→ The words that describe the people of a place are called demonyms. The US, with its odd state names, has some good ones.

→ If you want a primer on Mark Kermode (pronounced KERH-mode), check out this great compilation of his best rants. It’s hard to pick a favorite, but I lovelovelove the one for TRANSFORMERS 3. It’s got some of the best Mark-made soundeffects.


Leave a comment

Wherefore art thou SoHo/Soho?

My brother moved to New York in the late 80s when it was still pretty awesome. He lived in Manhattan in an area called Alphabet City because the streets there are lettered (map). At the time, there were drug dealers on his block, there was a salvage yard catty-corner from his place and the eating and drinking establishments were occupied by people who weren’t tattooed ironically. Like I said, it was pretty awesome.

The southern border of the area is Houston Street which, still being very much a Midwesterner the first time I went, I pronounced like the city in Texas: Hewston. Dead giveaway. It’s House-ton and provides the line between NoHo (North of Houston) and SoHo (South of Houston). That part’s easy to figure out, but when I came across London’s area called Soho (note lack of capitalization on the H) I couldn’t make heads or tails of why it was called that. Whenever I remembered, I asked people who’d lived in London or were English and they hadn’t known, so the question lingered.

Of course, this was long before the magic that is the Internet existed. Now, most knowledge ever possessed by English-speaking people is readily available so I can report that Soho, like tallyho, was a hunting cry and that both have “ho” in common with the Spanish hola.

Boom! Knowledge!

Boom! Knowledge!


Word Mystery: to be / ser / être

Word Mysteries are where words in languages that I know don’t correspond to each other at all despite those languages often sharing lexical histories. These words are both mystifying (why are they different?) and annoying (why must you be different?!).

chickenhamlet2The last time I was in London, a city I don’t generally care for, I went to see a performance by the Royal Shakespeare Company. It was pretty incredible and made me think that perhaps I should go back more often just to see the stories done justice by actual Brits.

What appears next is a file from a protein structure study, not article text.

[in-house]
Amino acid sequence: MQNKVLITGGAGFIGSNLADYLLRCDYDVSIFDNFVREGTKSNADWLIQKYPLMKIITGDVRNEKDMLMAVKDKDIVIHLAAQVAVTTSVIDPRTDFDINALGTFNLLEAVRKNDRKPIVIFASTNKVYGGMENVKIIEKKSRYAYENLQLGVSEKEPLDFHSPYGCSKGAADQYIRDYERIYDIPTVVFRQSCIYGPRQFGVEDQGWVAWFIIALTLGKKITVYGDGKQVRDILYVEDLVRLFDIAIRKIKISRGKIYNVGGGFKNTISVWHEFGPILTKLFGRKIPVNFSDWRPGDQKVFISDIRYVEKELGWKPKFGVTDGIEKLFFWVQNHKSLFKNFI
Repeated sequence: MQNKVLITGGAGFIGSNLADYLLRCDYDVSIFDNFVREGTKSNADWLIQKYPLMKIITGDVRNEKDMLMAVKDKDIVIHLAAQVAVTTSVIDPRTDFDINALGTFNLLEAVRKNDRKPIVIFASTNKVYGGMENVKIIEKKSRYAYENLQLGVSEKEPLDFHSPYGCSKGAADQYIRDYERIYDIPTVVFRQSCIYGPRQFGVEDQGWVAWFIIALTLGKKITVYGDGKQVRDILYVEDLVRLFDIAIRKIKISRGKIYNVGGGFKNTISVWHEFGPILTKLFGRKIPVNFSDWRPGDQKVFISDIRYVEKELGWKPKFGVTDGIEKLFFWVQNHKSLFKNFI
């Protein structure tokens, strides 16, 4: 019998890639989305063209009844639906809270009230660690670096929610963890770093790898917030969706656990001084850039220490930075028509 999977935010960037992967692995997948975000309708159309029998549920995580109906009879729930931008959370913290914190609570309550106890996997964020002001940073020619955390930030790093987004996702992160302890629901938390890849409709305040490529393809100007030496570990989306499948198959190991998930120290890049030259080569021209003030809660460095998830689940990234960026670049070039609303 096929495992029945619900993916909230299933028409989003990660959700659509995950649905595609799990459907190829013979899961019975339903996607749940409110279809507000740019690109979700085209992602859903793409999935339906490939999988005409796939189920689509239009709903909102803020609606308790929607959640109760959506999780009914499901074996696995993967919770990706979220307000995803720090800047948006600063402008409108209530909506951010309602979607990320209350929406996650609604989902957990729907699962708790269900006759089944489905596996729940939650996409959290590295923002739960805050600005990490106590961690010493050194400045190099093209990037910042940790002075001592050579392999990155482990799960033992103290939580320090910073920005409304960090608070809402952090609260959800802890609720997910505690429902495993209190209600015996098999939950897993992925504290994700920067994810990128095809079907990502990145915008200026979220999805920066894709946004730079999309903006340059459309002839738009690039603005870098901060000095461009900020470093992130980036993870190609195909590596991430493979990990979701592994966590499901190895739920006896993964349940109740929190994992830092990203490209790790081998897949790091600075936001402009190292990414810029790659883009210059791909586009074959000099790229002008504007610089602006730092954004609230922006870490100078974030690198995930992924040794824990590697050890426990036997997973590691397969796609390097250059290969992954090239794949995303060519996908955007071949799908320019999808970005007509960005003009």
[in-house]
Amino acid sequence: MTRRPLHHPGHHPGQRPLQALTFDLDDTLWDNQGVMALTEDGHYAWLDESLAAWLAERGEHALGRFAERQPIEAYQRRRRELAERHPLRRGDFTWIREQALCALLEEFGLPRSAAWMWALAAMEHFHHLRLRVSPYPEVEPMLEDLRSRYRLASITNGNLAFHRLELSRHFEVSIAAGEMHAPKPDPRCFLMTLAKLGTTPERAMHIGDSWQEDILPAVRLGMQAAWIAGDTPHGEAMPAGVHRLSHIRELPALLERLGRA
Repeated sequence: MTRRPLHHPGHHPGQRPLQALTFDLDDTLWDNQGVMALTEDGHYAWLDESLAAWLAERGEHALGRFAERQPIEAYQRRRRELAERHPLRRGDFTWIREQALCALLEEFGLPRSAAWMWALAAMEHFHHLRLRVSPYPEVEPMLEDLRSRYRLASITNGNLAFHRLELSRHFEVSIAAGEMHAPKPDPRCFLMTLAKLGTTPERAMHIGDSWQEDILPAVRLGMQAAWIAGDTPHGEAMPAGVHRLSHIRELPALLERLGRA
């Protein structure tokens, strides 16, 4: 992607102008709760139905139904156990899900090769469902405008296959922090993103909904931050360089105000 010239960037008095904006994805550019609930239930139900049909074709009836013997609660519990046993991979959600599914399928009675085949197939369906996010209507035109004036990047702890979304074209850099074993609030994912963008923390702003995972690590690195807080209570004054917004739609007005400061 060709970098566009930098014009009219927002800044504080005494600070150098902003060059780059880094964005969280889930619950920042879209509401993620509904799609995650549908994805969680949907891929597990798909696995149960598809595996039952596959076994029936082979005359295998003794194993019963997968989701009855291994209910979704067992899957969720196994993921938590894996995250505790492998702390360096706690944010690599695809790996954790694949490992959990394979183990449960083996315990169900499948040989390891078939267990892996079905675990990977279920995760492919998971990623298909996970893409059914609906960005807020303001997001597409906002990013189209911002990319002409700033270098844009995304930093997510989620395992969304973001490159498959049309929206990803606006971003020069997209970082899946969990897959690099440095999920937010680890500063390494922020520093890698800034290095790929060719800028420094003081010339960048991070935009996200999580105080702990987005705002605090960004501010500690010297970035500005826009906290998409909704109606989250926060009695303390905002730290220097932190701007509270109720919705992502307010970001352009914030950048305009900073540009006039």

Of course, my favorite of the Bard’s works is “Hamlet” primarily because it’s eminently quotable and can be interjected into everyday conversation. However, being a sick puppy, I also love it because it checks two boxes on the list of things I like in stories: the lovers are never together and everybody dies or is miserable at the end. Unhappy endings are the best.

And so, on to today’s Word Mystery, inspired by Hamlet’s most famous line, “To be, or not to be.”

EN → to be — exist. ORIGIN Old English bēon, an irregular and defective verb, whose full conjugation derives from several originally distinct verbs. The forms am and is are from an Indo-European root shared by Latin sum and est. The forms was and were are from an Indo-European root meaning ‘remain.’ The forms be and been are from an Indo-European root shared by Latin fui ‘I was,’ fio ‘I become’ and Greek phuein ‘bring forth, cause to grow.’ The origin of are is uncertain.

ES → ser — Haber o existir. [To be, to exist.] ORIGIN Latin essere [to be, to exist].

FR → être — Avoir une réalité, exister. [To be real, to exist.] ORIGIN Latin essere [to be], from Latin stare [stand].

I think English wins today’s WM, just on the basis of complexity.

Hamlet - Calvin and Hobbes